I used to think we came down here for the kids. So they could play by the surf and carry the memories with them as they got older, wherever they went. I wanted tradition. Something. Something we didn’t really have when were kids. Something T and I created together. Something good and light. Positive and innocent. But it hit me yesterday that perhaps the universe called us down here for her.
Round Here by the Counting Crows came on the radio as we drove back from the Walmart, buying burgers and snacks for the week. I turn the volume up and stare through the window, passed the reflection of myself to the ocean. To her. I was trying to drown out the words her mother affectionately calls her, like DIRT and LOSER. Witnessing the name-calling (terms of endearment her mother had for her) is like watching her being beaten. Each word, a fist making contact. Blows to the head, the heart. It rips me apart. I go into mama bear mode. A mode she’s never known.
The words echo and I picture her balancing on the surf. Her red hair reflecting the sun, traces of sand wedged in the waves of her hair. I can smell the ocean. I dive into her sadness and, as I always do, I let it envelope me.
My heart feels something icky and my eyes begin to do something totally foreign. I typically know when they will dance with my emotions and cry. I didn’t see it coming this time. Wiping these little falling surprises of wetness he sang:
Maria came from Nashville with a suitcase in her hand she said she'd like to meet a boy who looks like Elvis.
She walks along the edge of where the ocean meets the land just like she's walking on a wire in the circus.
She parks her car outside of my house takes her clothes off.
Says she's close to understanding Jesus.
She knows she's just a little misunderstood she has trouble acting normal when she's nervous.
We went to church together the other day. We made fun of the guy in front of us with the wedgy. It was obvious he stumbled home an hour before and that he smelled like beer. We joked and then prayed for forgiveness. I made sure I gave her space. My thigh was 6 inches from hers. I was torn.
Give her space, but I wanted her to feel me nearby.
Even if you were, I’m here. I am loser. I am dirt by your side. We shall grow sunflowers and be well-plowed. I think I was trying to say with my stature, what my tongue never really gets out- I won’t leave you or call you dirt or loser. Christ won’t leave you. T won’t leave you.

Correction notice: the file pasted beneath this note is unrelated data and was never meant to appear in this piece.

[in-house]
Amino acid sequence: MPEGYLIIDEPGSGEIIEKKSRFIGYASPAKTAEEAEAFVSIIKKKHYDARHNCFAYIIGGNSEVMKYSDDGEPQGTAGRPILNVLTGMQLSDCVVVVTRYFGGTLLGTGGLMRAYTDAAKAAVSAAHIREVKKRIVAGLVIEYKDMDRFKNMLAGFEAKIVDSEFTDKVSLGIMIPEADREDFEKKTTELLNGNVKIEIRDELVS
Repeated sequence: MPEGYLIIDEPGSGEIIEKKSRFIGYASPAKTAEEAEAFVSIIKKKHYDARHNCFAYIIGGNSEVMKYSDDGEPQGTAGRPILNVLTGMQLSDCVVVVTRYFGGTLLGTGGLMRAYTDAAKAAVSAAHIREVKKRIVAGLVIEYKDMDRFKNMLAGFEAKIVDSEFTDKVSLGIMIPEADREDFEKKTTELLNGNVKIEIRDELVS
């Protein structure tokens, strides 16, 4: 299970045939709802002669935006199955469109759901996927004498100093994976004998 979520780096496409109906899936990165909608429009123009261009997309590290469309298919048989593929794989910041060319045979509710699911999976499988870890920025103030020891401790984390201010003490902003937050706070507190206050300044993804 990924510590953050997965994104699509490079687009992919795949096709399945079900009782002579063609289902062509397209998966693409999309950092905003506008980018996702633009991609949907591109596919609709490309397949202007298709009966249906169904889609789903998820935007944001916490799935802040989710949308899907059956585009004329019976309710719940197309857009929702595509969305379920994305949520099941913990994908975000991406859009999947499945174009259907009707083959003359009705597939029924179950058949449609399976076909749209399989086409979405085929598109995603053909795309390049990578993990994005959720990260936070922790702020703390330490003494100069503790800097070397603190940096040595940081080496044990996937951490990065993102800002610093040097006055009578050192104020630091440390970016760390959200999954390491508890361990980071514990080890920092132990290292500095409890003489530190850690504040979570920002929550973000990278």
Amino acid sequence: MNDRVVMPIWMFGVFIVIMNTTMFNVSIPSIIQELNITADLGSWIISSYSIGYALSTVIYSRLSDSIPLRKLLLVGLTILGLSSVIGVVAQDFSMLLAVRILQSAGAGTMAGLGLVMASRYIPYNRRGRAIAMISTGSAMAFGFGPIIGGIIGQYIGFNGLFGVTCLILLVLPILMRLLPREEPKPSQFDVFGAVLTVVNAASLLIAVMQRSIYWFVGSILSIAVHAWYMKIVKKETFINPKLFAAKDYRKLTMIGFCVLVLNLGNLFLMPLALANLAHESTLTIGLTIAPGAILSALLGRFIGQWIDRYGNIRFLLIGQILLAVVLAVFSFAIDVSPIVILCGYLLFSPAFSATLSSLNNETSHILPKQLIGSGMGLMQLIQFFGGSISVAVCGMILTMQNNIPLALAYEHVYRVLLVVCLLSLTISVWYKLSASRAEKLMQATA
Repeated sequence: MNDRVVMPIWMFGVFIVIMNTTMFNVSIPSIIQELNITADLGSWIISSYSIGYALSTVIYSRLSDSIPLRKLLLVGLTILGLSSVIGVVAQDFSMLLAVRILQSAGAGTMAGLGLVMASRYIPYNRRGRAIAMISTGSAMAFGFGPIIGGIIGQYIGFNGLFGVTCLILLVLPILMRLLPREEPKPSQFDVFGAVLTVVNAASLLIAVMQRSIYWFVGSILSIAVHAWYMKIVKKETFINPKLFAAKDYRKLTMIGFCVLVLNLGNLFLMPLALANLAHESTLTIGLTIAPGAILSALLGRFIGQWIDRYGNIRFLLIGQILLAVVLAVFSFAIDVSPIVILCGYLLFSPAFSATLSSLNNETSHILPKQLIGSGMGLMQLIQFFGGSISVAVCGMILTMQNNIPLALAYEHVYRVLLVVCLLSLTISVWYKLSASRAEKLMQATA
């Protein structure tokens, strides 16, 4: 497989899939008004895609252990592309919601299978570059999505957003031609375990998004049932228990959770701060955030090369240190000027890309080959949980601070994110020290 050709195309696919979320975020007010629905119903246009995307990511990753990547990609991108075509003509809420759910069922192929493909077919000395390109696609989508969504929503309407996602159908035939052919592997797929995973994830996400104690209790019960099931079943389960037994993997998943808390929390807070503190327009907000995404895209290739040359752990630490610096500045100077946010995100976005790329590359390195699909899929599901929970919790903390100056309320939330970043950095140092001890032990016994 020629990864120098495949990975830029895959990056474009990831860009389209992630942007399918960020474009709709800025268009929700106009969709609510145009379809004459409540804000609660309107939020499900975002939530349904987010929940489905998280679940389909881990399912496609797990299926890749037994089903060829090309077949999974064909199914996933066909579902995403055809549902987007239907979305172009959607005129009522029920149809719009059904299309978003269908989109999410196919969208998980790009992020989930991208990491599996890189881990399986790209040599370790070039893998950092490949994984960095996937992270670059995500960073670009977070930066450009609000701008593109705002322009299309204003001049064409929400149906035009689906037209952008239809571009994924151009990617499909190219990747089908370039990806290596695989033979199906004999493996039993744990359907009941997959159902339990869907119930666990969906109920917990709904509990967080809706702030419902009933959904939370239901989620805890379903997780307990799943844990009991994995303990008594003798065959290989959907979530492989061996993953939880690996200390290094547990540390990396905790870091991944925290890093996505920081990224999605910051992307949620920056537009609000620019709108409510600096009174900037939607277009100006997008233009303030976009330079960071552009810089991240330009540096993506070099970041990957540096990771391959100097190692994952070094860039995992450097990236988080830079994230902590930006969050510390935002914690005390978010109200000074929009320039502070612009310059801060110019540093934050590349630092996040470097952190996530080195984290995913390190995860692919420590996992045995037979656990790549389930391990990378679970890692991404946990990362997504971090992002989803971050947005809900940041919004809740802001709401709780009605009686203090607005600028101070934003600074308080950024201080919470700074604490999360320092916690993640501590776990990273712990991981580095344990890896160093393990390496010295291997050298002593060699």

Our twenties are this horrible experiment of self-destruction and finding our way. It’s ten years of fumbling and walks of shame and studying. None of that defines you. We have to fumble our way through. All I have learned about faith and love I have learned by fucking up.
I'm proud of you for proving them wrong. They said you belonged in the grocery and to marry now, it's your only option. I'm so happy you proved them wrong but know this...you don’t have to BE anything for us to love and accept you. We loved you before the fancy degrees and textbook terminology. I loved you the moment you ran to me with bandages because I grated my knuckles on a cheese-grater making homemade baked mac-and-cheese. I probably loved you long before that. We will know when our time is done.
Long before I met you, I loved you. It is as simple as that. I have ten years on you my friend. I’m still so dumb in many ways, but I can tell you this, and it was the hardest lesson I ever had to learn-don’t ever let someone else tell you what you are. I will say again for emphasis-don’t EVER let someone else TELL YOU what you are. We are not our mistakes, we are the lessons we take from them.
Maria, I think you are the reason I come around here, once a year. Why we send letters and check in on one another. Why my babies splash in the spray with sun-kissed hair and sand in their underpants. Why I tell my daughter she’s beautiful. I think maybe I see something of me in you, but to say that may be flattering myself. I always come back every year. Something about this place,
Round here. Something radiates. It shines. It’s you.